Monday, May 31, 2010

The Unwanted Voyage

I came across this intriguing quote:

The real voyage of discovery consists not in seeking new landscapes but in having new eyes.

Marcel Proust.

New eyes. I hadn't considered new eyes. In fact, a voyage of discovery I did not seek. Content was I with my familiar landscape. But now, set adrift and led by a swift current, my two boys and I do well to keep our eyes, old or new, open. And even though old eyes seemed fine, maybe even pretty good, undeniably I am on an unwanted voyage while all my senses recalibrate.

Disclaimer: While sitting on the screened porch of neighbors enjoying a Memorial Day cook-out, my eyes "discovered" the intriguing quote on a bottle of Hennepin. Those Belgian Monks sure know a thing or two about the wisdom of the ages. And a good ale.



Death is a strange thing, friends. I never experienced someone close to me, really close, dying. Regardless of your beliefs, the finality of death, in this plane of existence, is profoundly disorienting. I see death, and it's brief companion, life, differently now. While life on this planet is abundant and pervasive, a single life is capricious and fleeting, followed by eternal death. The counterpoint of fleeting life and eternal death now is very alive in me.

What once seemed big, now seems small. The political dealings in Washington seem small and trivial. What are we arguing about? Why does everyone seem mad all the time? Why not spend our fleeting time with the friends and neighbors we love? Perhaps it is a deeper problem. Perhaps we need to invest more of our fleeting time learning to love, and be loved by, our friends and neighbors. To do otherwise is madness.

Thursday, May 27, 2010

Dr. Jeffrey Huskamp

Thursday, four weeks to the day after Amy was killed, a good man, my boss, Dr. Jeffrey Huskamp, Vice President and CIO of the University of Maryland, died. He heroically battled cancer before finally succumbing. I last saw just three days earlier at our senior staff meeting. He seemed better than he had prior. He had color in his face, was walking, engaging with us. Perhaps ending the chemo gave him a last wind.

I would liked to have known Jeff better. I only started my job at Maryland this past October. And Jeff was in and out of the office after the new year as his health declined, so our time together was limited. Jeff was a man of strong integrity and honesty, and committed to treating everyone fairly. Those times we did interact, through one-on-one meetings and otherwise, he was always engaging. Always very supportive, he gave me good advice and strong encouragement during my first weeks and months at the University. Jeff had a vision for moving our office forward and while that job is ongoing, through his leadership we have a strong foundation from which to realize his vision.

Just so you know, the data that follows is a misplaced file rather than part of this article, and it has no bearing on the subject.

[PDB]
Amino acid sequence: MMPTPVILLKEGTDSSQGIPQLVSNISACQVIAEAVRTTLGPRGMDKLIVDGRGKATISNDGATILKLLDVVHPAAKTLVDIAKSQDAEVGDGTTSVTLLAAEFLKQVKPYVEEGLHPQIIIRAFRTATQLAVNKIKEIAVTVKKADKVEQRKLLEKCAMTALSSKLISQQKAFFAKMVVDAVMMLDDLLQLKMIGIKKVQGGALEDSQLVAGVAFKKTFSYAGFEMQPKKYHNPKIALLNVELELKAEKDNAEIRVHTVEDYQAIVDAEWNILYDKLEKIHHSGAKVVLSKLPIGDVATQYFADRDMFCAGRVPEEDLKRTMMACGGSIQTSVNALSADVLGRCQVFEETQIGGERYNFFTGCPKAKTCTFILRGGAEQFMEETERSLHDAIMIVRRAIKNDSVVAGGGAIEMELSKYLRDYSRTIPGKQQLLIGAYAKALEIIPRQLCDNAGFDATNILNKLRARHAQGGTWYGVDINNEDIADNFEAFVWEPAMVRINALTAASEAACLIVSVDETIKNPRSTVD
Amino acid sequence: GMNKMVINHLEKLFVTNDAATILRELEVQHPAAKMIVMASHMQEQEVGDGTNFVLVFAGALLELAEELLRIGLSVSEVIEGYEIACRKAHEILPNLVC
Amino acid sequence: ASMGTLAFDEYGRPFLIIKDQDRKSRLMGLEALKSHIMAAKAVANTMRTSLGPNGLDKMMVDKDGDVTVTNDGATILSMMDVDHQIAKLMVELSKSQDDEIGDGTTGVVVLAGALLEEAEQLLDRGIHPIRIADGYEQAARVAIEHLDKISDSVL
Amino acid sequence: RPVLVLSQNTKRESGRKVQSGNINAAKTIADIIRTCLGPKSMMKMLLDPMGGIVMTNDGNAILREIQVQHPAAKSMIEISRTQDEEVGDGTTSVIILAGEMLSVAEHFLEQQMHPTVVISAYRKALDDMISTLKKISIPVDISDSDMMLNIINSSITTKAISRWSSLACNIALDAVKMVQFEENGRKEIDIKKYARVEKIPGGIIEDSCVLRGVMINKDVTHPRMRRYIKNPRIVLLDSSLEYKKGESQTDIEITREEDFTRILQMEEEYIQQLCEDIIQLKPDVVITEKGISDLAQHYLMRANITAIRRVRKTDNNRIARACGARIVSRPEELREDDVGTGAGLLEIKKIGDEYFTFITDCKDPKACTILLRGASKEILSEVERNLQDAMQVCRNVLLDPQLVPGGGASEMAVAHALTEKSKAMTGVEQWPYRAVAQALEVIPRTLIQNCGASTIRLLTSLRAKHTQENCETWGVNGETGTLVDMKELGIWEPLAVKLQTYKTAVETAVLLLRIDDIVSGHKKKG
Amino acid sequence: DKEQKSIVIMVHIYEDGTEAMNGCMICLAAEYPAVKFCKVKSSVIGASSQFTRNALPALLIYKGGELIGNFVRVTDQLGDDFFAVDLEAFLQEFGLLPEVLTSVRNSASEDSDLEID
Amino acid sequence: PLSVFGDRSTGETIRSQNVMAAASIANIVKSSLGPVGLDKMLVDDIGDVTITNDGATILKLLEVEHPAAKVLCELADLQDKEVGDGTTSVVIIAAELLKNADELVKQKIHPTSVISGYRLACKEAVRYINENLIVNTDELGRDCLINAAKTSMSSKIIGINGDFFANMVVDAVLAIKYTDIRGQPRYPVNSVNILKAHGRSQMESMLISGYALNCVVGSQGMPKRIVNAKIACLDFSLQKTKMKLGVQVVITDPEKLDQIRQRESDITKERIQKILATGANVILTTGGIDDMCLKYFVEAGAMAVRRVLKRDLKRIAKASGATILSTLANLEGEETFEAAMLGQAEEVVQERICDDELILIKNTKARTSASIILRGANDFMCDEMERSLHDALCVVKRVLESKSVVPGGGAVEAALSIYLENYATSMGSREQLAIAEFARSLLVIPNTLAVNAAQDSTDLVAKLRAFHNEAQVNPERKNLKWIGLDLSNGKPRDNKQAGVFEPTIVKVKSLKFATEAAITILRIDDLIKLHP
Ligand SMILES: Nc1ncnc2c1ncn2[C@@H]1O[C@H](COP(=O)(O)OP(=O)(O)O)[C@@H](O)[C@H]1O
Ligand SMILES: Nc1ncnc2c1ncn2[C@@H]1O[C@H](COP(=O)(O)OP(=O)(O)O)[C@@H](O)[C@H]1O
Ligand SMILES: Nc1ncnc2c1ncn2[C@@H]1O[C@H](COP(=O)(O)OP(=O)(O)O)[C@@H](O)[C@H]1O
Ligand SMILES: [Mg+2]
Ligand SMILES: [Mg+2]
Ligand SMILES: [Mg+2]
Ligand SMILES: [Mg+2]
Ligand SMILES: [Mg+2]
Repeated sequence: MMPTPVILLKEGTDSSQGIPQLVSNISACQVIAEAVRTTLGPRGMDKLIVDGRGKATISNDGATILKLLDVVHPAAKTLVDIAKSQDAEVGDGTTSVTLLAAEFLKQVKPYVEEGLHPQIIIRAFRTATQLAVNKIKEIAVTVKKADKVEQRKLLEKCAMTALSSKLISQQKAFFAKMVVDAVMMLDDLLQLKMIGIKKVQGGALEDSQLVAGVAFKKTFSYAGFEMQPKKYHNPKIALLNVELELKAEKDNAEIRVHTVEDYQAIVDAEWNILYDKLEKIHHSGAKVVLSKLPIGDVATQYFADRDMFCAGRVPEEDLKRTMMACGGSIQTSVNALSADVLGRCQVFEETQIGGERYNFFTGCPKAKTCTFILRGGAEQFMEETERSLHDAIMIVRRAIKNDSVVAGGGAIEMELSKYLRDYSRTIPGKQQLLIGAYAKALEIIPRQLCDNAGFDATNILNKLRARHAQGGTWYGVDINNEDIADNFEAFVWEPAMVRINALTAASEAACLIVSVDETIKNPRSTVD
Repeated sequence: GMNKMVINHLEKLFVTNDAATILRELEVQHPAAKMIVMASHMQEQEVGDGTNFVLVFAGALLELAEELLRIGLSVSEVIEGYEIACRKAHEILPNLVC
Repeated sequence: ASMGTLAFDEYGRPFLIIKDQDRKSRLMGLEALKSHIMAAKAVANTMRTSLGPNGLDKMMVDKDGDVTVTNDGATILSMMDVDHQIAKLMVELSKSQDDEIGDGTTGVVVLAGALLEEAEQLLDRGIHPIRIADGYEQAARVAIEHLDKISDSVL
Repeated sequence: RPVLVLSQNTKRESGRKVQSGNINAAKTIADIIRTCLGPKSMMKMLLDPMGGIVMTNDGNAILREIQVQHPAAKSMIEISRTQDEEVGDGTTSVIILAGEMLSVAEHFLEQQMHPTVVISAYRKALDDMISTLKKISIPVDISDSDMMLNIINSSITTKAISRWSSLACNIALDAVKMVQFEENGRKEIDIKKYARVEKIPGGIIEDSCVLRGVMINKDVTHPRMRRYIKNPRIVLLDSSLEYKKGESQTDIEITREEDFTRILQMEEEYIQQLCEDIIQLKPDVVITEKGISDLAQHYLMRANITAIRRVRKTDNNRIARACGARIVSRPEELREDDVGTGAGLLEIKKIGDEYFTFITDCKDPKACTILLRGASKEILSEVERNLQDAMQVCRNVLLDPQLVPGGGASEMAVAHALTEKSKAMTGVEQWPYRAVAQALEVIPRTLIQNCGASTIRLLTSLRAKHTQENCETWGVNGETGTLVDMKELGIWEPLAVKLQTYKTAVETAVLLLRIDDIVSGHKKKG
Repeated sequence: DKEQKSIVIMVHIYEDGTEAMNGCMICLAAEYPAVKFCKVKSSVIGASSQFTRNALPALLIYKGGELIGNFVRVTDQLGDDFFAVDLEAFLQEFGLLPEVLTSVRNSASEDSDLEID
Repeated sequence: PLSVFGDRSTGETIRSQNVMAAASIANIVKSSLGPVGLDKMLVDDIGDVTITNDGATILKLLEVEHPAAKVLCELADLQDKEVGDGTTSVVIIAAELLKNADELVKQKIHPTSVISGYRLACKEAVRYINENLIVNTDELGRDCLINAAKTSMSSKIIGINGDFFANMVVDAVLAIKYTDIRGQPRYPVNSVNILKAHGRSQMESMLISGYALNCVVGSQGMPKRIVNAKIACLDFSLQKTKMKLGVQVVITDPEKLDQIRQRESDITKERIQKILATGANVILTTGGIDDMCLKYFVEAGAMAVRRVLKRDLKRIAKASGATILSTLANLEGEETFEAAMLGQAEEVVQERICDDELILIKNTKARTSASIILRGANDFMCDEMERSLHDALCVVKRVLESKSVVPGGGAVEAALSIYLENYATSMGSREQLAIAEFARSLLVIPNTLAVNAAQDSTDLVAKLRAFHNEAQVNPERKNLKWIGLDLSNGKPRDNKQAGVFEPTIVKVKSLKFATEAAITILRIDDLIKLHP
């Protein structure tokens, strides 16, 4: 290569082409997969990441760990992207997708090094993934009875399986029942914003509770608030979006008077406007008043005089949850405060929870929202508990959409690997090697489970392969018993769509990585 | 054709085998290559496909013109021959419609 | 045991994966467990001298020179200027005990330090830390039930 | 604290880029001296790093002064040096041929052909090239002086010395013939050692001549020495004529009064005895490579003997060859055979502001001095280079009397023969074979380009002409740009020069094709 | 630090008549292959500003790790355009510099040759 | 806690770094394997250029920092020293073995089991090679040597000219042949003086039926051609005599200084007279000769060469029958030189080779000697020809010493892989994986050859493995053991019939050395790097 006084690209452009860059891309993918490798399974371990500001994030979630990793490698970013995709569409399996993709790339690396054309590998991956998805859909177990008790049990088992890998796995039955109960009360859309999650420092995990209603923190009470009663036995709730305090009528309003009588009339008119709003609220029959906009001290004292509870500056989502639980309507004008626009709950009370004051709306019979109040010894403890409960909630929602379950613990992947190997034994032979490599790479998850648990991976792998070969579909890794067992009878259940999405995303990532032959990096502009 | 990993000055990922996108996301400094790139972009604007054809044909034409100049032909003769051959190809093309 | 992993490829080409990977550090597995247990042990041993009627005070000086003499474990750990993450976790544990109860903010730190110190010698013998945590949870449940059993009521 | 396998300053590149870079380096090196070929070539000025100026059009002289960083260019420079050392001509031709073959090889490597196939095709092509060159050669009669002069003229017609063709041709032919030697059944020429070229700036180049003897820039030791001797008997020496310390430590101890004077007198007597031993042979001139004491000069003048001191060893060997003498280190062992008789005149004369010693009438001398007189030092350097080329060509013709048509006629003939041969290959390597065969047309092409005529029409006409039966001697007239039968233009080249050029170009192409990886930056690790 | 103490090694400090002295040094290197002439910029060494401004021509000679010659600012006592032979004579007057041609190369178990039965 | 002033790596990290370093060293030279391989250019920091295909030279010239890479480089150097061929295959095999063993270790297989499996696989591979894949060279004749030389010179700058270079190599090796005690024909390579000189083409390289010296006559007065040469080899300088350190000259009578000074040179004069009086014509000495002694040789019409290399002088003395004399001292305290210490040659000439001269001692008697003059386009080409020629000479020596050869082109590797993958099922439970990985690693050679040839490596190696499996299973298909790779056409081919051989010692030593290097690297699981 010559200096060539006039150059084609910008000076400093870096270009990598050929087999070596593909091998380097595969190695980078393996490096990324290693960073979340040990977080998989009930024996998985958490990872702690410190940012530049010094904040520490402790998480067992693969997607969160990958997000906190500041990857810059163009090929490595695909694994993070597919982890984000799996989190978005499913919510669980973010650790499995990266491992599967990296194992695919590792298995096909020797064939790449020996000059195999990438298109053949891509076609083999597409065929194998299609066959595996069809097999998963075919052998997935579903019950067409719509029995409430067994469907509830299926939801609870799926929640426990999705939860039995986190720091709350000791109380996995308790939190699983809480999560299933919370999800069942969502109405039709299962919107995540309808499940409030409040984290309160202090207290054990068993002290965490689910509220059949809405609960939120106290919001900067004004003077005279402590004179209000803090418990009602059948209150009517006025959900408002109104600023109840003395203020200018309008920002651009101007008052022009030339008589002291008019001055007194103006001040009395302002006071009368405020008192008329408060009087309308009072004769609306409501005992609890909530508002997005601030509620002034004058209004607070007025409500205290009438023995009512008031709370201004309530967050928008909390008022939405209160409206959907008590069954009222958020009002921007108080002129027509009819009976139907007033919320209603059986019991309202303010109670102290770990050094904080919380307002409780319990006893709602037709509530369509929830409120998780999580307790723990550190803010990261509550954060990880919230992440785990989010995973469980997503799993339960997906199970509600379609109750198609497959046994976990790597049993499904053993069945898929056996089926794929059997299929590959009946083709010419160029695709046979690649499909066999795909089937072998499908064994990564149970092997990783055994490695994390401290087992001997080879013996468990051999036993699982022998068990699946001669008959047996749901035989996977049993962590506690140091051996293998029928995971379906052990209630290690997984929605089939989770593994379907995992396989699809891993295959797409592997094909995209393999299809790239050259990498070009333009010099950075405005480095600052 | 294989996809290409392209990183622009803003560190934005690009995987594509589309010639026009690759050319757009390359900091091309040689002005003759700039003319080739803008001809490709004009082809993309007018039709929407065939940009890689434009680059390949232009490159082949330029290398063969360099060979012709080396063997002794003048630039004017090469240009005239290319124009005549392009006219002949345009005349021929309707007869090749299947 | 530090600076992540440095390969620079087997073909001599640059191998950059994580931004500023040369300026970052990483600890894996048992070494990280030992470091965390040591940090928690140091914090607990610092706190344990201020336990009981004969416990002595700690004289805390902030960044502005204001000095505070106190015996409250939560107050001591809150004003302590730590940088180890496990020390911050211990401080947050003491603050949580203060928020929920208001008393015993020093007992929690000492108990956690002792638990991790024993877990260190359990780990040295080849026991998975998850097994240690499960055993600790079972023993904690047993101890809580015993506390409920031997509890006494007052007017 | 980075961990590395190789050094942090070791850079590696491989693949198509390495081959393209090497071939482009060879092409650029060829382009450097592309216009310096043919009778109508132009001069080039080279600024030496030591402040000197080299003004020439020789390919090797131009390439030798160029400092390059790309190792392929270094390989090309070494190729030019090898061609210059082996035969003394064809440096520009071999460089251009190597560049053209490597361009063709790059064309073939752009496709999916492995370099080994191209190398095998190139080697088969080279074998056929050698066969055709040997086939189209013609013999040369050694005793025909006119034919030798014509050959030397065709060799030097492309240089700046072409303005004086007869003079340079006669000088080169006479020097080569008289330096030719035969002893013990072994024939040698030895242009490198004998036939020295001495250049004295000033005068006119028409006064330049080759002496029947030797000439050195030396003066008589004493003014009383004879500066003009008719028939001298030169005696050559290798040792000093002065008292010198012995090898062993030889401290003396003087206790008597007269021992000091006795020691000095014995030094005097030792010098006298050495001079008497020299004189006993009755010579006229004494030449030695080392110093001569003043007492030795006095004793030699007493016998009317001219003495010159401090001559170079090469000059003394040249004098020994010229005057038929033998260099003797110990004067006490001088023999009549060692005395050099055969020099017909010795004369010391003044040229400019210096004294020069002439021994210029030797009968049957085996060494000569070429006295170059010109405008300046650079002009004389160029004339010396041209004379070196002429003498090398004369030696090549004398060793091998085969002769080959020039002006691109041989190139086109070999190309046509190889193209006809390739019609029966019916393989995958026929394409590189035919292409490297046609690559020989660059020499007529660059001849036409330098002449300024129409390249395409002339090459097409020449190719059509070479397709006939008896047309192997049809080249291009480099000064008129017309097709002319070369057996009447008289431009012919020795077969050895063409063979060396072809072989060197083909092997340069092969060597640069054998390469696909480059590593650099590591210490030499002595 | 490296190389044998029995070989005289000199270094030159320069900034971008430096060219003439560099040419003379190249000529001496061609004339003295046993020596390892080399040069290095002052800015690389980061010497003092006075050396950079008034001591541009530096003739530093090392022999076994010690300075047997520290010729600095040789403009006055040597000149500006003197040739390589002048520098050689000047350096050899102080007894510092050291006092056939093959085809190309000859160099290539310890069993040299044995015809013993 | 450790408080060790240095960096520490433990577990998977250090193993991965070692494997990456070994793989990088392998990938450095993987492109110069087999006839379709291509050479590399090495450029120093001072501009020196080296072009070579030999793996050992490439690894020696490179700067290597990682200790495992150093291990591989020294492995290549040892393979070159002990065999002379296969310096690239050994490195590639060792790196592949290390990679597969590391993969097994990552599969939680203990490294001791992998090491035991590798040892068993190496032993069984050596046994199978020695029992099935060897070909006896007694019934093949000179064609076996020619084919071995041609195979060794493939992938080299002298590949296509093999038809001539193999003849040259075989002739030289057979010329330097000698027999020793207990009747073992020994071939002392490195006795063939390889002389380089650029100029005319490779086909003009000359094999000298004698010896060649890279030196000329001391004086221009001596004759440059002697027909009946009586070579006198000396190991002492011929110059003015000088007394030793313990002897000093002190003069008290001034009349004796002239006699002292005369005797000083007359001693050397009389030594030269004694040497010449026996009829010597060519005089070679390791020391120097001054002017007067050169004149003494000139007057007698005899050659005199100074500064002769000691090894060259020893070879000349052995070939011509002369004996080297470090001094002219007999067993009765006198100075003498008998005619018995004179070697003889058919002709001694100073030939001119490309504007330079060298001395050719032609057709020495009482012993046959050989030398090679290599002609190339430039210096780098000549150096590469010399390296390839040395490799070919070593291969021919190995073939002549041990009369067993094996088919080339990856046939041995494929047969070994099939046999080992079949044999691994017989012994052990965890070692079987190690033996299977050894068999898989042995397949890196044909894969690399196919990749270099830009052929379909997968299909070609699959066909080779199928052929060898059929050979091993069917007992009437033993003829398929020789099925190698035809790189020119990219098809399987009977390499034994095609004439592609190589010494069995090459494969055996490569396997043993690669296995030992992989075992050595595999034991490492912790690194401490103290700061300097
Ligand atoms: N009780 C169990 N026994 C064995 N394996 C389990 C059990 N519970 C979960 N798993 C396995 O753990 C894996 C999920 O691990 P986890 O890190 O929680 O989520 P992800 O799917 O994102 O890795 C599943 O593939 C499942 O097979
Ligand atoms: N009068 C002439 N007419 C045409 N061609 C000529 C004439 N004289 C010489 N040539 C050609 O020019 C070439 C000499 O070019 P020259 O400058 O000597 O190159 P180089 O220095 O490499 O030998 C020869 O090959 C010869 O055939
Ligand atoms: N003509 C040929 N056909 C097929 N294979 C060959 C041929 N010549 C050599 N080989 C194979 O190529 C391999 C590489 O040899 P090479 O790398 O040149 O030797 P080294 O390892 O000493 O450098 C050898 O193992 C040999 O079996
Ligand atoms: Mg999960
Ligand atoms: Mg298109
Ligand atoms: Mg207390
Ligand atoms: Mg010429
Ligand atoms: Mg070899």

Jeff never got to meet my Amy. Neither was with us long enough. In my last one-on-one meeting with Jeff, just a week before his death, I remarked that I wish he had gotten the chance to meet Amy. He said the same. He had heard much of her work recently and expressed his admiration for her many deeds he had read and heard of. He did say that he expected to meet her in the future in some way. He wasn't specific, but his message was clear.

In grieving my wife, it's hard to get much sadder. But my heart goes out to his wife and family. I have not had the privilege of meeting them, yet I feel a kinship through our shared grief. Though we all grieve in our own ways and spaces, we grieve in the same time.

Jeff, you gave me opportunity to come to the University of Maryland, a truly special place with special people. I am forever indebted to you for that. May peace be with you.

Wednesday, May 26, 2010

Ripping Time

"Daddy, are you coming to my school today?"
"What's at school today?"
"It's my birthday."

shit.

Amy attended nearly every school function. Book day, skit day, parent lunch day, field trip chaperon day, and so on. Her part-time work arrangement allowed for flexibility and a level of work-life balance I just didn't have. For each boy's birthday she'd bring in cupcakes for the class for whatever celebration occurred.

So now we mark the passing of our first birthday without a wife; without a mother.



Last week I overheard a turn of phrase that I thought was curious. As I heard it a thought started rising in me. "Amy will find that curious. I can't wait to share it." That thought, still forming, was consumed by another thought: "Sorry. Can't do that. Amy's dead."

With each passing day, lingering remnants of a "past future" are snatched away. In vain, time applies that past future to an unwilling present. Each thread from the past future fabric stretches and tears, slowly rending from an emerging present.

Now I see my boys, of course, rending their time-fabric too.

Sunday, May 23, 2010

Flowers

Flowers began arriving the next day and for several days after. Each a gift of grief and sorrow and disbelief. Pinks and purples and lavenders were Amy's favorites and she would have liked those especially. They sit on the porch, near the fireplace and in the dining room. Now three weeks old, a good life for cut flowers, they show their age. As color fades and fragrance decays some have dried completely, some wilted, while a few hang on.